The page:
GOSH! Magazine was a short-lived, but influential Los Angeles-based arts, entertainment, and fashion magazine published in eleven issues between October, 1978 and August, 1979. In its short history it became notable enough to be recognized by the Smithsonian Institution and included in their archives. In addition, GOSH! articles written by Dennis Cooper have been archived as part of the Dennis Cooper Papers in the Fales Library and Special Collections of New York University. It was distributed free of charge in art galleries, alternative bookstores and music shops in the Los Angeles area. Articles ranged from interviews with experimental filmmakers like George Kuchar, Sara Kathryn Arledge, and Ted V. Mikels; influential radio announcers like Rodney Bingenheimer; to reviews of art exhibits, like Susan Greiger's (now Susan Singer) controversial show at Aarnun gallery featuring life-sized nude photos arranged in a flip book and an exhibit about how celebrities and common folk relate to their own noses.
Also included in the magazine were punk, jazz, and alternative music reviews featuring musicians like "The Hipster" Harry Gibson, Fred Frith, Charlie Parker, and Lester Young; and reproductions of original art, illustrations, comics, and photographs from many avant garde contributors. Even the advertisements were very interesting, such as the artist Jack McIntosh's ads selling art trash from his studio for five to two hundred dollars. One Jack McIntosh ad offered his services as a speaker at your church or club for $20. Included in the ad was the picture of a bizarre, drooling man with bulging eyes and vampire teeth.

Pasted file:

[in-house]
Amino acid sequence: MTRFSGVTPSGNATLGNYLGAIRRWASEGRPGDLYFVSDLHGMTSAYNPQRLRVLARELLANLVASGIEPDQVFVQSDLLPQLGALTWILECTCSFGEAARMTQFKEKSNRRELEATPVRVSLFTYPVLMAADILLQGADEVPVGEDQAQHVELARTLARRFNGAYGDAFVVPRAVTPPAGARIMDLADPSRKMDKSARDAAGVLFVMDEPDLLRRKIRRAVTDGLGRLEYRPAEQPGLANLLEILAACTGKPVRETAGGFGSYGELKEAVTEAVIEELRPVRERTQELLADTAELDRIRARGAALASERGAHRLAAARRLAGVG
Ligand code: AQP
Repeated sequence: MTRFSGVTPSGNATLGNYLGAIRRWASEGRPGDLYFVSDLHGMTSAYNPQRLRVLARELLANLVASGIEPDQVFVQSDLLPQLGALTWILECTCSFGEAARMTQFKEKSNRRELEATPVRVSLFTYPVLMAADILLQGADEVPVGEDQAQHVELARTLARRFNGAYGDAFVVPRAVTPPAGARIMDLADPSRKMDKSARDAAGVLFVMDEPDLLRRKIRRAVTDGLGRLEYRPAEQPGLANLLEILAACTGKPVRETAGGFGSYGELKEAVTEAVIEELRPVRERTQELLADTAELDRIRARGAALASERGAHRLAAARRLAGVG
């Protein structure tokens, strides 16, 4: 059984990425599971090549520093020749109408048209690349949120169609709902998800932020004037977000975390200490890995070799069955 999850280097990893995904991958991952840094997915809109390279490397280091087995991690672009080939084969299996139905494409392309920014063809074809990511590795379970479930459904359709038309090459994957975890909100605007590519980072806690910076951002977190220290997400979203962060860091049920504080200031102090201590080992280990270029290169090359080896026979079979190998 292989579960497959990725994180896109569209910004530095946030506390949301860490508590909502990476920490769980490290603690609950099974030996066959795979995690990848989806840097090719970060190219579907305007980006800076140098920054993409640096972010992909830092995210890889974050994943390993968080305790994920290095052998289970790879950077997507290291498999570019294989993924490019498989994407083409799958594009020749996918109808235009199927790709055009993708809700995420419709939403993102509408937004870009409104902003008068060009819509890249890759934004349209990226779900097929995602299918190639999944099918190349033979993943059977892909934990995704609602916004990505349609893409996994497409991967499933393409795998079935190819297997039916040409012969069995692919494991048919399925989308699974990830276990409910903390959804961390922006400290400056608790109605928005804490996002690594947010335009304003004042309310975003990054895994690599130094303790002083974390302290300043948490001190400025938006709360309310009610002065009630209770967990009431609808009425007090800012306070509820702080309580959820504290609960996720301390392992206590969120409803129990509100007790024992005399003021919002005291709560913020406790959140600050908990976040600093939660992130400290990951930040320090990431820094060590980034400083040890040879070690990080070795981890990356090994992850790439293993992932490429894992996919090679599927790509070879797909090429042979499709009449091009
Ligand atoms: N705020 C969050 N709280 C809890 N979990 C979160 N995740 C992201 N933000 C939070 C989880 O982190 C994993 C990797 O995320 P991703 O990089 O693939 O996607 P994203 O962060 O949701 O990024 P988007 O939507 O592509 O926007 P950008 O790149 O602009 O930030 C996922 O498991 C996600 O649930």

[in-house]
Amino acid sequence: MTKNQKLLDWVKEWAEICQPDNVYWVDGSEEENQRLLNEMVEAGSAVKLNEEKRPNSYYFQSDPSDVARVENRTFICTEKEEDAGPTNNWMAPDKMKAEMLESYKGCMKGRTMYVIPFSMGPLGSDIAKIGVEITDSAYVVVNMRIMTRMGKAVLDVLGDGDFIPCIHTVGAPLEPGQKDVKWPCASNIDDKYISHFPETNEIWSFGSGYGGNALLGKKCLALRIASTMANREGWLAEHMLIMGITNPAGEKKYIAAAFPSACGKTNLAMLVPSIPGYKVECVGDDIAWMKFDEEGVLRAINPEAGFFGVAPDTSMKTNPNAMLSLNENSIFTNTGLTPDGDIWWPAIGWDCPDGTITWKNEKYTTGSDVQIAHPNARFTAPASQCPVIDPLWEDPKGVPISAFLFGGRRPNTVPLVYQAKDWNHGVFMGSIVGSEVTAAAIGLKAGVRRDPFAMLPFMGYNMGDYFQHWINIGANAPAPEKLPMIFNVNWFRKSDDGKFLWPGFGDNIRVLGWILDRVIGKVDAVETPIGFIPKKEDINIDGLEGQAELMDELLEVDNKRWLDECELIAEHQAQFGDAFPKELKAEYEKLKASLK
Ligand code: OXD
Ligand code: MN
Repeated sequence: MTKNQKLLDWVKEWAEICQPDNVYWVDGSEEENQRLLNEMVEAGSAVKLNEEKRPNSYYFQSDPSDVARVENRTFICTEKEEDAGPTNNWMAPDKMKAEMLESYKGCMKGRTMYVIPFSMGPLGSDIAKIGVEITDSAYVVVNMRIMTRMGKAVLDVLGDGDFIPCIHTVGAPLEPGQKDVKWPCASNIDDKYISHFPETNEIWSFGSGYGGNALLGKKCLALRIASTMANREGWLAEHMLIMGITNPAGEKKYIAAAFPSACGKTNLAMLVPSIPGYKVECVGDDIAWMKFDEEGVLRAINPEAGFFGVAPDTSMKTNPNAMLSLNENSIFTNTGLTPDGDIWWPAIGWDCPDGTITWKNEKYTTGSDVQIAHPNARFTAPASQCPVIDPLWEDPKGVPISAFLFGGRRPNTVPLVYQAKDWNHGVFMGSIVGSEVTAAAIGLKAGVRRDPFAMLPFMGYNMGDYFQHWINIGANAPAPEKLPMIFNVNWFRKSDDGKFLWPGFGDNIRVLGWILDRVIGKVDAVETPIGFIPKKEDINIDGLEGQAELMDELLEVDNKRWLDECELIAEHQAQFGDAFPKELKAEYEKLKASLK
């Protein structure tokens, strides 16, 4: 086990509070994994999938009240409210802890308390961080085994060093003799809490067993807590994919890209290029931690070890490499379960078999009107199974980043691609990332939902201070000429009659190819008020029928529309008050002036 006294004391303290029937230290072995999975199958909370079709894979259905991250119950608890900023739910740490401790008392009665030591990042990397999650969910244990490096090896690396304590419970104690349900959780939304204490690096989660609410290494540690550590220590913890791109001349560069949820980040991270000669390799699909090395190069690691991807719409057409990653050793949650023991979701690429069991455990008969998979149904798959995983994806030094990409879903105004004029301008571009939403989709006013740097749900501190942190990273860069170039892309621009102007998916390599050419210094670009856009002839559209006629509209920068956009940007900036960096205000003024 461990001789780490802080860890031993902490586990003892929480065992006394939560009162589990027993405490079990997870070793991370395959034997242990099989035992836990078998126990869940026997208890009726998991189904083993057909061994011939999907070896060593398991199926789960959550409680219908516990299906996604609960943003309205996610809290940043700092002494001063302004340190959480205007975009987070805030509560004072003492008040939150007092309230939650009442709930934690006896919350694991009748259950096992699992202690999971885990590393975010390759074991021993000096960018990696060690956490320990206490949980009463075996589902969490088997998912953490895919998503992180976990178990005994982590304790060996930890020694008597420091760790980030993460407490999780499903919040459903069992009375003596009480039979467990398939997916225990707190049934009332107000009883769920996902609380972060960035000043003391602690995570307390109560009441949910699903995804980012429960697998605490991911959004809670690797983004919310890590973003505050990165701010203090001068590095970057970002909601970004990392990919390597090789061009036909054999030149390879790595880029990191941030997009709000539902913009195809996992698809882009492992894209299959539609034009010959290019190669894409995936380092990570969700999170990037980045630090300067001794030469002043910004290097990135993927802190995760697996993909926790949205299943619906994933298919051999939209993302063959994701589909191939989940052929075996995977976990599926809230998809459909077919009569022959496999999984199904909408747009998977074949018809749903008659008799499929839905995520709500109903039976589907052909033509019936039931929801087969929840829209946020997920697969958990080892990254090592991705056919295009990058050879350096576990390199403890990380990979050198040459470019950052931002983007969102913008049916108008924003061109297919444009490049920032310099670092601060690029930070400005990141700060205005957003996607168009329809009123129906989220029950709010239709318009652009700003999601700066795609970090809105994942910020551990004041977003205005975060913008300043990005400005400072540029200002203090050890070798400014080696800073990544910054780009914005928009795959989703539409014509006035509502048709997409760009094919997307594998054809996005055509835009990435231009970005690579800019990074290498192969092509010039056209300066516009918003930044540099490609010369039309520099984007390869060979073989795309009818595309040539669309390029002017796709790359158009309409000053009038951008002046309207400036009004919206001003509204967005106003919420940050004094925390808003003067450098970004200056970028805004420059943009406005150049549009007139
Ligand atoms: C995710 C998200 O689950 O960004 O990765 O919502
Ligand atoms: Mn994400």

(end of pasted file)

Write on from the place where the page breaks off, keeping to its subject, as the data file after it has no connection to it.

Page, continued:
The magazine's legacy was publishing early work by a variety of writers, artists, and photographers who went on to considerable success in their respective fields. Dennis Cooper, Michelle Huneven, Kirk Silsbee, Doug Humble, Gusmano Cesaretti, Jules Bates, Karla Karin, Sid Griffin, Steve Escandon, and others contributed to GOSH! The legendary illustrator, Neon Park, best remembered for his record album covers for the rock band Little Feat and for the Mothers of Invention's Weasels Ripped My Flesh did cover art for the ninth issue, showing an atom bomb exploding through an open zipper in the surface of the earth, as if a nuclear explosion is the ultimate male erection.
GOSH! was printed on newsprint in black and white in a signature of 12 sheets. Some covers contained black and one color, usually red or blue, used on the magazine logo of the word GOSH! surrrounded by a circle. It was published in folio format on paper 17 by 22 inches and folded twice to appear 8 1/2 by 11 inches. When unfolded to reveal the content, 24 pages were each 11 x 17 inches and facing each other. The editor and publisher of GOSH! was Terry Cannon, who is himself as notable as the other artists he included in the magazine. Cannon also founded the Pasadena, and later, Los Angeles Film Forum which continues to be active in Hollywood showing the works of experimental filmmakers, and the Baseball Reliquary, which presents exhibits showing an alternative view of the history and social impact of America's national pastime, and annually inducts prominent baseball figures into its 'Shrine of the Eternals'. In addition, Cannon served as an editor on his father's classic car mechanic's magazine Skinned Knuckles. The editorial office for GOSH! was located at 35 N. Raymond Avenue in Old Town Pasadena during Pasadena's period of intense art making activities of the 1970s and 80s.